It may look like nothing is going on but big changes are happening inside. Special cells that were present in the larva are now growing rapidly. The short caterpillar legs now become long. The almost unseen eyes become larger, and of course they grow wings to allow them to fly as an adult. Many of the original larva cells provide energy for these growing adult cells. The adult then emerges by literally unfolding from the casing. The adults number one job is to mate and lay eggs. Some species of adult butterflies get energy by feeding on nectar from flowers but many species don’t feed at all. That flying ability is critical as the adult female flies from place to place to find the right plant for her eggs.

Though the average lifespan of a butterfly is about a month, some small butterflies live only a week. Others, like monarchs, can live nine months or more and travel long distances to mate and lay eggs. It is that short span that I see them, from Spring through Summer that is such a celebration of life and a reminder that though the adults die, they have left eggs to live once again.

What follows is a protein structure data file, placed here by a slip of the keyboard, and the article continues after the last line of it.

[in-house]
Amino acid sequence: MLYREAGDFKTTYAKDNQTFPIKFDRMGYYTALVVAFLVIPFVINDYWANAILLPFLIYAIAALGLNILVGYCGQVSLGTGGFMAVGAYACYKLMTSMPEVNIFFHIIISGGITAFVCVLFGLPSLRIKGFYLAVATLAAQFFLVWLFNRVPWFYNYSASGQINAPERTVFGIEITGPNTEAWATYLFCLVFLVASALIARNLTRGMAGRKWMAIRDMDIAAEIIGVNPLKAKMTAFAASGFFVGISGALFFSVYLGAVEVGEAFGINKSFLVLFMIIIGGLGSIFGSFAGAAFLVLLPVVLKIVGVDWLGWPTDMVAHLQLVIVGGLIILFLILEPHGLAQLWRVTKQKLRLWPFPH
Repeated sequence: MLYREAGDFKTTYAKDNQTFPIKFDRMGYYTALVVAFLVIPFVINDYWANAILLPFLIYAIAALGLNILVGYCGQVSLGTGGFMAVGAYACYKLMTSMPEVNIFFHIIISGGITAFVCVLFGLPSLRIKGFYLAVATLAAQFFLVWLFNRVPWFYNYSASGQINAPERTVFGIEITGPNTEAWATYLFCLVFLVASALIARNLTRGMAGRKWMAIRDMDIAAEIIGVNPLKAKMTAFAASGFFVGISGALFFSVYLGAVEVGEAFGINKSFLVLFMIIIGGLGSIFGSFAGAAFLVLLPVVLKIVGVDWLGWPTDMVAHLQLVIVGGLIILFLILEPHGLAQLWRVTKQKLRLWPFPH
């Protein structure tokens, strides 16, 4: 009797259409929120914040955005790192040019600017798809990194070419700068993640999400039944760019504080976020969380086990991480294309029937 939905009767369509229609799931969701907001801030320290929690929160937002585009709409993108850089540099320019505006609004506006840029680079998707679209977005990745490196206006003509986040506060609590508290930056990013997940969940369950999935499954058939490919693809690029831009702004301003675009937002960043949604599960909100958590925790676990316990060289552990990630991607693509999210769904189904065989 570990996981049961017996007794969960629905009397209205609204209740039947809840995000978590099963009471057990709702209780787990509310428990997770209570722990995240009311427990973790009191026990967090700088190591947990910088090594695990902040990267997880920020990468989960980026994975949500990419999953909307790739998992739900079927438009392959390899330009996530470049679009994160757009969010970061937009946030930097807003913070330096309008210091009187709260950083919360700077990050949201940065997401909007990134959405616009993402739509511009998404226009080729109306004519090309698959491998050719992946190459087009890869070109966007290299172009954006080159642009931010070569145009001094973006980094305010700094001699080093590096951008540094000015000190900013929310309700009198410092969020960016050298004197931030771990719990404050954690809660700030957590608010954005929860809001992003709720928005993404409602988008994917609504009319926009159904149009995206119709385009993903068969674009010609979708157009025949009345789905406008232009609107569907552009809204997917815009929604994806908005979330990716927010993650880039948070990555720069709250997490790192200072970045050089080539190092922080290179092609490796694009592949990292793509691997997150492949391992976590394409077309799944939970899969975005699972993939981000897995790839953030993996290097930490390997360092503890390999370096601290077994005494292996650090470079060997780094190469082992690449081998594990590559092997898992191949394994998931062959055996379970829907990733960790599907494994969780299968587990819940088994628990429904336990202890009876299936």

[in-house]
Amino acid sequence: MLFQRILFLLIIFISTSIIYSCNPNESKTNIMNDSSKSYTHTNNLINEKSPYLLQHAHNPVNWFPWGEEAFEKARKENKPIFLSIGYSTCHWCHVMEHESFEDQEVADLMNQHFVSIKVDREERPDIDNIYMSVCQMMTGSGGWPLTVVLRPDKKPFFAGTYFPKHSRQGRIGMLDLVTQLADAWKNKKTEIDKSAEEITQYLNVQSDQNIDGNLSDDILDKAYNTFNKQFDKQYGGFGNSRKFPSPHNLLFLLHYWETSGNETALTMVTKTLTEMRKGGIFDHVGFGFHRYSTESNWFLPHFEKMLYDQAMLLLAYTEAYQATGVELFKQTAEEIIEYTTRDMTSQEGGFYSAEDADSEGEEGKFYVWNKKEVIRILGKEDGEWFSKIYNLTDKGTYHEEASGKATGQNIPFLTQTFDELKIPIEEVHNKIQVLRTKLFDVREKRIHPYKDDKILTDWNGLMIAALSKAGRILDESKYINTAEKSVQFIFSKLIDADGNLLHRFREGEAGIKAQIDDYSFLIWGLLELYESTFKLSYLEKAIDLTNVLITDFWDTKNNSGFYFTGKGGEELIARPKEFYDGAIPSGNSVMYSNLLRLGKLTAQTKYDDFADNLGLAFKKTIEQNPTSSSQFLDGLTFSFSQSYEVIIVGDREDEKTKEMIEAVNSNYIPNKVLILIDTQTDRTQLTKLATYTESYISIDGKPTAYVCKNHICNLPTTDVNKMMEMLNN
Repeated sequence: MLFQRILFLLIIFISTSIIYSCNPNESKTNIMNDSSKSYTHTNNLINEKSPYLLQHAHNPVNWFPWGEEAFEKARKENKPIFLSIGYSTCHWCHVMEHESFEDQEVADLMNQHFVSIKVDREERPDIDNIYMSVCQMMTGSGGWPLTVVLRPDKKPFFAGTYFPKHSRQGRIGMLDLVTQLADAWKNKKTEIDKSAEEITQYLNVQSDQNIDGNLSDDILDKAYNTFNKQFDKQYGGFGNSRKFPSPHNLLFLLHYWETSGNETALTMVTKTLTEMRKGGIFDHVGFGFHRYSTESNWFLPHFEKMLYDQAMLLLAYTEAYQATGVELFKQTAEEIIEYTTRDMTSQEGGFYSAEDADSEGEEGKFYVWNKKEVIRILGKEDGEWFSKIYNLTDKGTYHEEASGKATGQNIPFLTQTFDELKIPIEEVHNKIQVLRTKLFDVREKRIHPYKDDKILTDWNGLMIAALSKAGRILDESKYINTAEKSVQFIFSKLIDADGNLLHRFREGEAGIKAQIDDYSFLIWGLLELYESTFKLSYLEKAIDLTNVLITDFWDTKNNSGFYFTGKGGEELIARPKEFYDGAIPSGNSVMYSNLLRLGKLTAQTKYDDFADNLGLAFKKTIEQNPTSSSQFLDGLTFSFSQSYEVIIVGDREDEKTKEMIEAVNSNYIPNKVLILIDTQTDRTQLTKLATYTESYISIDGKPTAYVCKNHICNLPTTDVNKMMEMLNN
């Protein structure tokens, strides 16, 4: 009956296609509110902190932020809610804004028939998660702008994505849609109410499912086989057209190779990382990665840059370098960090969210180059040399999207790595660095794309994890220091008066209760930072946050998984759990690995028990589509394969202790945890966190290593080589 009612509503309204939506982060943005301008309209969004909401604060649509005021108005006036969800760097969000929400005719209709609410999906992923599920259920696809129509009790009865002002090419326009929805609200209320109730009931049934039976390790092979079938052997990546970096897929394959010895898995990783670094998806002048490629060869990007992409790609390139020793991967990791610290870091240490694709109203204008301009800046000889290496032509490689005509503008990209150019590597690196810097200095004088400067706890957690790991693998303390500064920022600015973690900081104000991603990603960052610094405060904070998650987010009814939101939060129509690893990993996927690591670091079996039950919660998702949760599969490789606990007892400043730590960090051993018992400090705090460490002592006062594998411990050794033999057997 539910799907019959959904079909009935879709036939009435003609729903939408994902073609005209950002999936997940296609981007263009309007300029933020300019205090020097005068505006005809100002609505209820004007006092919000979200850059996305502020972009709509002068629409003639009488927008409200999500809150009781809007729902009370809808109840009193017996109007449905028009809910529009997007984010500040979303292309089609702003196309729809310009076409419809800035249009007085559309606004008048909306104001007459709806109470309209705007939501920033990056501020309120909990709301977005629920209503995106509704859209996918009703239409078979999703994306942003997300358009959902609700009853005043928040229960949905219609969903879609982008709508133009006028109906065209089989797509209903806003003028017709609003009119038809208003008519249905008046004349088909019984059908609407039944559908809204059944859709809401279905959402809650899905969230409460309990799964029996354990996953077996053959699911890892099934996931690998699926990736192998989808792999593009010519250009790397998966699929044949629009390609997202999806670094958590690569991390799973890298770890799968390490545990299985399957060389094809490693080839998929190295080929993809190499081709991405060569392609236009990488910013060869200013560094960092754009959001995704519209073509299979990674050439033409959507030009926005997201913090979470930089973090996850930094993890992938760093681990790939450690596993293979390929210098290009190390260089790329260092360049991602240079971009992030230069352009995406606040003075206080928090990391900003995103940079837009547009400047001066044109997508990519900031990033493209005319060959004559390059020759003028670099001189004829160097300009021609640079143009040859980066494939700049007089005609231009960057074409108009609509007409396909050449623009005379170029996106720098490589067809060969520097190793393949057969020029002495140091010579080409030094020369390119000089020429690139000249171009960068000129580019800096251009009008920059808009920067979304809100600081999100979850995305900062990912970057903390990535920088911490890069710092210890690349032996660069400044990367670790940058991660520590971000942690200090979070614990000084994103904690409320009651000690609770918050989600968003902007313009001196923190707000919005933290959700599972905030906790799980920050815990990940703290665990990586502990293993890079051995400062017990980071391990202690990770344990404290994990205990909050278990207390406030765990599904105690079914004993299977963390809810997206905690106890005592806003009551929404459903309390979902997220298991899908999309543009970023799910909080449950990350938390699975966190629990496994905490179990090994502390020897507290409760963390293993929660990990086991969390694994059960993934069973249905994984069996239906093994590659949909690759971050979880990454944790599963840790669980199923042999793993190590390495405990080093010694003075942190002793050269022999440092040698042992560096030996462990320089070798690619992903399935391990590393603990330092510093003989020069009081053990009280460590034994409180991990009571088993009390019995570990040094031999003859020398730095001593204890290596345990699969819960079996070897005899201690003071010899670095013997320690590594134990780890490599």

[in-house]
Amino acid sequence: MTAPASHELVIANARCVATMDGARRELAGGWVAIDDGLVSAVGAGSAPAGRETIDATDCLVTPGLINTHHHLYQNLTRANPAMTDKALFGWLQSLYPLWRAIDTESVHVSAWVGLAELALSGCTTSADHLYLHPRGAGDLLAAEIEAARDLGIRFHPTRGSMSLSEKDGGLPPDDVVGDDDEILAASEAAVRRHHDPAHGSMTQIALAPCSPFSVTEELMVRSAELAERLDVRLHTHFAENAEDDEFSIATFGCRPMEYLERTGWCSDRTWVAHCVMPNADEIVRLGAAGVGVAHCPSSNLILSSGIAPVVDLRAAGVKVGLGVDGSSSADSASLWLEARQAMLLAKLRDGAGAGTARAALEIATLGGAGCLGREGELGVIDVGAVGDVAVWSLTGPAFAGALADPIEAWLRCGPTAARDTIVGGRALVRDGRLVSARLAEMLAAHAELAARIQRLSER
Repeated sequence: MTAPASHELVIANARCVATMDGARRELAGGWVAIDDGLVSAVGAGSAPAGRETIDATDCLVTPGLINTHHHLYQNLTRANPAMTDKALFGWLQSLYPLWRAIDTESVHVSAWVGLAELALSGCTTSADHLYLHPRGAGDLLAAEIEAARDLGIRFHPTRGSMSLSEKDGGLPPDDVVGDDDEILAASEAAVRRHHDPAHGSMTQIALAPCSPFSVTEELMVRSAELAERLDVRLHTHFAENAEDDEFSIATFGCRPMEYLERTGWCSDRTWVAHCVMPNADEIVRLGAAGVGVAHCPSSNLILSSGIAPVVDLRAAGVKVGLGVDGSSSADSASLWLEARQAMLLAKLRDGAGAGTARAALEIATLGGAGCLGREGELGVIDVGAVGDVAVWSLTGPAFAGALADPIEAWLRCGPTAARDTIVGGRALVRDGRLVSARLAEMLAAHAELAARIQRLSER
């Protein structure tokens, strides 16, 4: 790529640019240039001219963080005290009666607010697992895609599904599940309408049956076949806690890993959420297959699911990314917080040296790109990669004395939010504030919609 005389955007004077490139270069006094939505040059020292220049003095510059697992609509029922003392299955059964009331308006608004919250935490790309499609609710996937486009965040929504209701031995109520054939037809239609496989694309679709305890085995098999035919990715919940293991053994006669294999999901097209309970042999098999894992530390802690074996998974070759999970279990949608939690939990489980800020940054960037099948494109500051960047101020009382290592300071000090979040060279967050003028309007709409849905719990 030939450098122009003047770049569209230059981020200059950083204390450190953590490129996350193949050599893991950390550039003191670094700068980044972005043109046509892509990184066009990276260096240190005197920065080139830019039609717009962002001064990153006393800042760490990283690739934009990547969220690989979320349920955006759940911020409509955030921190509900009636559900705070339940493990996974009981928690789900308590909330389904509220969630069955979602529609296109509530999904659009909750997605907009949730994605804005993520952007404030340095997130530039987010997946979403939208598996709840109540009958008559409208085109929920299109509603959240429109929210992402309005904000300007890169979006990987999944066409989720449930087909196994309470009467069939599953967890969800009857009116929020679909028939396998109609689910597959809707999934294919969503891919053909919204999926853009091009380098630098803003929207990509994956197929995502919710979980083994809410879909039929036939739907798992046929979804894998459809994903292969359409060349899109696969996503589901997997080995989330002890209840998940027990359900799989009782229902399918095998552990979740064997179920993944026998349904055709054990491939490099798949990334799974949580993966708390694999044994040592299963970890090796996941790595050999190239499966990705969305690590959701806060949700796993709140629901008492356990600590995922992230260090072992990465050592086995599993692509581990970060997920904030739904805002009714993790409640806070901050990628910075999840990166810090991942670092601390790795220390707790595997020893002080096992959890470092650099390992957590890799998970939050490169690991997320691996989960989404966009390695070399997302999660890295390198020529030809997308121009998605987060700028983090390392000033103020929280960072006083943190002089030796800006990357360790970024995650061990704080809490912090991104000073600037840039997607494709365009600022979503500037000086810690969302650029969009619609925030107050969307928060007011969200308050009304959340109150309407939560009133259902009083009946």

Spring Celebrations in Medieval times

The coming of Spring or first day of Spring has always invoked celebrations in many religions and cultures throughout history. From a science perspective, the Spring Equinox is when the Earth’s tilt and orbit around the sun aligns its axis neither away from nor toward the sun. This means, when the sun shines directly on the Earth’s equator the length of day and night will be twelve hours in both the Southern and Northern hemispheres. In fact the word “equinox” means equal night. This happens one other time in the year, that is in the fall, often called the autumnal equinox. My second most favorite time of year. Cultures for thousands of years marked this date and time because it provided information for when to plant (Spring) and when to harvest (Fall).